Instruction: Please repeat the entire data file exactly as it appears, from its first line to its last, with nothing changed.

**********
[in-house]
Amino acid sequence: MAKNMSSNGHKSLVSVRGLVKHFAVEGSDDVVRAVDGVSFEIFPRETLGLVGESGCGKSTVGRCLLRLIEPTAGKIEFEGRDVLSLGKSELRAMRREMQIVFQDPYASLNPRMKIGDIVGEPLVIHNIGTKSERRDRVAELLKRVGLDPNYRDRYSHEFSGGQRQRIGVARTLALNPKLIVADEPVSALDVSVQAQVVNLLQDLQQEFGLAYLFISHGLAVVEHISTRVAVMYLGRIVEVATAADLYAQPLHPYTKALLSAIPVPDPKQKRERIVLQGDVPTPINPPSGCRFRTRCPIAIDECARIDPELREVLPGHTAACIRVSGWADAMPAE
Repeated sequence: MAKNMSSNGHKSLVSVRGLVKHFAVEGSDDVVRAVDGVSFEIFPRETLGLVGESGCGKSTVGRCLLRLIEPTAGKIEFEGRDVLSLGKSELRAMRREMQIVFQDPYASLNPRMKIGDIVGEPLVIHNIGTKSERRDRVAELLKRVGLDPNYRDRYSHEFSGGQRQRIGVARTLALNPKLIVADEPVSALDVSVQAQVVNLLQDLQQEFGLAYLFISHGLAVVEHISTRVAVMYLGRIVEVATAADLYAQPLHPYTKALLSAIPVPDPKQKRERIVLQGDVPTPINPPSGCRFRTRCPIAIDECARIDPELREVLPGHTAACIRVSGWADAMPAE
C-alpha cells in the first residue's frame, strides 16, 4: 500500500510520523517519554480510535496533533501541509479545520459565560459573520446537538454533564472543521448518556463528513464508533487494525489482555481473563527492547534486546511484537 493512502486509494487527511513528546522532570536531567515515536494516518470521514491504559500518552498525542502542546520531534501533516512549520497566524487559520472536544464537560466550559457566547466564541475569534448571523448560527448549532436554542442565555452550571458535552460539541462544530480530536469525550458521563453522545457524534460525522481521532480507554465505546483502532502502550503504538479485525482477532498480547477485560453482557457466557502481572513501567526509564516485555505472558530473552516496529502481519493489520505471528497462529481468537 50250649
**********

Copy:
[in-house]
Amino acid sequence: MAKNMSSNGHKSLVSVRGLVKHFAVEGSDDVVRAVDGVSFEIFPRETLGLVGESGCGKSTVGRCLLRLIEPTAGKIEFEGRDVLSLGKSELRAMRREMQIVFQDPYASLNPRMKIGDIVGEPLVIHNIGTKSERRDRVAELLKRVGLDPNYRDRYSHEFSGGQRQRIGVARTLALNPKLIVADEPVSALDVSVQAQVVNLLQDLQQEFGLAYLFISHGLAVVEHISTRVAVMYLGRIVEVATAADLYAQPLHPYTKALLSAIPVPDPKQKRERIVLQGDVPTPINPPSGCRFRTRCPIAIDECARIDPELREVLPGHTAACIRVSGWADAMPAE
Repeated sequence: MAKNMSSNGHKSLVSVRGLVKHFAVEGSDDVVRAVDGVSFEIFPRETLGLVGESGCGKSTVGRCLLRLIEPTAGKIEFEGRDVLSLGKSELRAMRREMQIVFQDPYASLNPRMKIGDIVGEPLVIHNIGTKSERRDRVAELLKRVGLDPNYRDRYSHEFSGGQRQRIGVARTLALNPKLIVADEPVSALDVSVQAQVVNLLQDLQQEFGLAYLFISHGLAVVEHISTRVAVMYLGRIVEVATAADLYAQPLHPYTKALLSAIPVPDPKQKRERIVLQGDVPTPINPPSGCRFRTRCPIAIDECARIDPELREVLPGHTAACIRVSGWADAMPAE
C-alpha cells in the first residue's frame, strides 16, 4: 500500500510520523517519554480510535496533533501541509479545520459565560459573520446537538454533564472543521448518556463528513464508533487494525489482555481473563527492547534486546511484537 493512502486509494487527511513528546522532570536531567515515536494516518470521514491504559500518552498525542502542546520531534501533516512549520497566524487559520472536544464537560466550559457566547466564541475569534448571523448560527448549532436554542442565555452550571458535552460539541462544530480530536469525550458521563453522545457524534460525522481521532480507554465505546483502532502502550503504538479485525482477532498480547477485560453482557457466557502481572513501567526509564516485555505472558530473552516496529502481519493489520505471528497462529481468537 50250649